CURWOOD: It seems to me, though, that the countries are still thinking about population, then, in local terms rather than global terms. Clearly, the message from Cairo is to sound the alarm that we as a world have to do something to reduce our population.
WIRTH: I think the world understands that there is an urgency of population. Let's remember that as population grows very rapidly, 95% of that population growth is occurring in countries that can least afford to carry that growth. If we can help also to raise the development of the poorer countries, they will have fewer kids and give them the choices to do so. So, you think about the overall level of global population growth, but then you have to clearly focus on how you get at it and you can only do that on a very much of a local basis.
CURWOOD: I wanted to ask you how you intend to bring Cairo home. What are your priorities on the domestic front in the wake of Cairo?
WIRTH: Well, it's very important that we focus on at least three issues. One of those is understanding the implications of immigration, and immigration accounts for more than a third of the population growth in the United States. We in the United States are growing by about 3 million a year. We can't welcome everybody who wants to come to the United States; we never have and never will. A second issue relates to the education of girls; we know that as girls receive more education they have more life opportunities. They tend to have smaller families. And third, there is a terrific problem that we face of adolescent pregnancy, children having children. And if we can provide the kinds of education to make sure that young girls do not feel the need, the compulsion of having a child and can defer those decisions until later, you know, we're going to be, I think, overall better off as a society in bringing kids into families that can handle them. So those three issues of immigration, the education of girls, and children having children, I think are probably the three most important ones that we must focus on right here in the United States of America.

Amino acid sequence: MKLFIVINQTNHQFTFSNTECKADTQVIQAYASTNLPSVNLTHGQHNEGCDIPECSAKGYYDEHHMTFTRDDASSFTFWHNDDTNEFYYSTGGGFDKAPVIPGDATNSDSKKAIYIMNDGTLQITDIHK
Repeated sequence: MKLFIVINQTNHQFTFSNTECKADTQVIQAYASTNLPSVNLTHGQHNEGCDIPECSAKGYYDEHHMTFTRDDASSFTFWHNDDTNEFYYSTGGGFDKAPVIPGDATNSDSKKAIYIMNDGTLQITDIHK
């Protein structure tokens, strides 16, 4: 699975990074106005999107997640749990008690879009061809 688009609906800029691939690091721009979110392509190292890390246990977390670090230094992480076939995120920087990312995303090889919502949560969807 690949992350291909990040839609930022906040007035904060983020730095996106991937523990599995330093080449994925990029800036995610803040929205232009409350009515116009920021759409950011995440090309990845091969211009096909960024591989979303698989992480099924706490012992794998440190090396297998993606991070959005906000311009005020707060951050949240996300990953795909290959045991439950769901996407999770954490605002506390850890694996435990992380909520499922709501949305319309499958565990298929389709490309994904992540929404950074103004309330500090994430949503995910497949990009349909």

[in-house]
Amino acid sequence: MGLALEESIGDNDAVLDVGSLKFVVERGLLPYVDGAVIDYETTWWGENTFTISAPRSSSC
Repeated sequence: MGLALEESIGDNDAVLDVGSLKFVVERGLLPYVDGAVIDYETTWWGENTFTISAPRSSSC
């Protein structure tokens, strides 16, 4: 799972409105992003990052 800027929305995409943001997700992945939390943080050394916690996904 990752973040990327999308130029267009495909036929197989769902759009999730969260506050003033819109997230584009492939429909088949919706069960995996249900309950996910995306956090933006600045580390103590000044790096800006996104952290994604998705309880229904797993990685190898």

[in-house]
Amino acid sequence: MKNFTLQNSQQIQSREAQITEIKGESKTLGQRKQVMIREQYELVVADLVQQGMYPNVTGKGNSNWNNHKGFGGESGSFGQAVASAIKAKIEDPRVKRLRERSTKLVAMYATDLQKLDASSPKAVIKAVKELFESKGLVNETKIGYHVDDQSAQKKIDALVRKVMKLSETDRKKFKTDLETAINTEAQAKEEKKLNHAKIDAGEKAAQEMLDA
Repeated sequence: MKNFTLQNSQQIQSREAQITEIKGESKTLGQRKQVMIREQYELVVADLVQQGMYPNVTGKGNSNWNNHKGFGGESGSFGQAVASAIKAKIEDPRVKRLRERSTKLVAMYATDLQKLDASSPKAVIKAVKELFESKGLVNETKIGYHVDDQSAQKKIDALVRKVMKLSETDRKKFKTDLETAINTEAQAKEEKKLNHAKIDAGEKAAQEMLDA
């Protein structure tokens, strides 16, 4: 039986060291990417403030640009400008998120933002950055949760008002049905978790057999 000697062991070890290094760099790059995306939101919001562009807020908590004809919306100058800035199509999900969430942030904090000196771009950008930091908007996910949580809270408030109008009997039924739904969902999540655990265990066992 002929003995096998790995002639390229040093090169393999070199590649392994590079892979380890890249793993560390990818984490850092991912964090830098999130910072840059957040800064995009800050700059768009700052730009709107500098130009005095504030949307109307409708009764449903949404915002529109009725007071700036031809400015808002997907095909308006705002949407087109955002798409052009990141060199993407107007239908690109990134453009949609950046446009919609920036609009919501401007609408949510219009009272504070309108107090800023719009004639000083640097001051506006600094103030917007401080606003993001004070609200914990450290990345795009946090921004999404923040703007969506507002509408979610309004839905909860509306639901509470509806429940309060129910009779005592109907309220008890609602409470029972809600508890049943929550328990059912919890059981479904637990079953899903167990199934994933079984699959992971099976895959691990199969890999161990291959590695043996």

CURWOOD: Tim Worth is Undersecretary of State for Global Affairs and Chair of the Task Force on Population and Consumption for the President's Council on Sustainable Development.
(Music up and under)
CURWOOD: We hardly every think about it, but the clothes we wear are often the cause of some toxic waste. The dyes that give us the bright and consistent designer colors that we enjoy are often synthesized from some pretty harsh chemicals, and those chemicals can be tough on the environment. Conventional wisdom holds that natural dyes used by our ancestors, extracted from things like the indigo plant, can't produce consistent and lasting colors. But a small Colorado company is challenging that notion. Kelly Griffin of Colorado Public Radio has this report.
GRIFFIN: When Sally Gurley learned that a fellow rug weaver was suffering dizzy spells and muscle spasms, she was convinced it stemmed from working with synthetic dyes, which she knew contained harsh chemicals. Gurley, who dyed wool for her own rugs, decided to switch to natural dyes. She thought it would be easy to make them.
S. GURLEY: I thought you went out and found this wonderful book like a great cookbook of recipes of natural dyes. Well, when I started looking through the books for natural dyes, they use copper, tin, chrome, sulfuric acid, nitric acid, iron. They use them like salt and pepper. So I threw away the books and started just with raw materials.
GRIFFIN: What began as tinkering turned into Allegro Natural Dyes, the first company to offer a non-toxic process for commercial dyeing. Gurley runs Allegro with her husband Kent.
K. GURLEY: This is a drum of cochineal. They're little, we get them in a dehydrated state. And if we take a couple of these, just 2 little bitty insects, and crush them up and put them in a cup of warm water, and you will rather immediately see them giving off their red color. And if you let that sit there and soak for 15, 20 minutes, it'll turn the color of cranberry juice.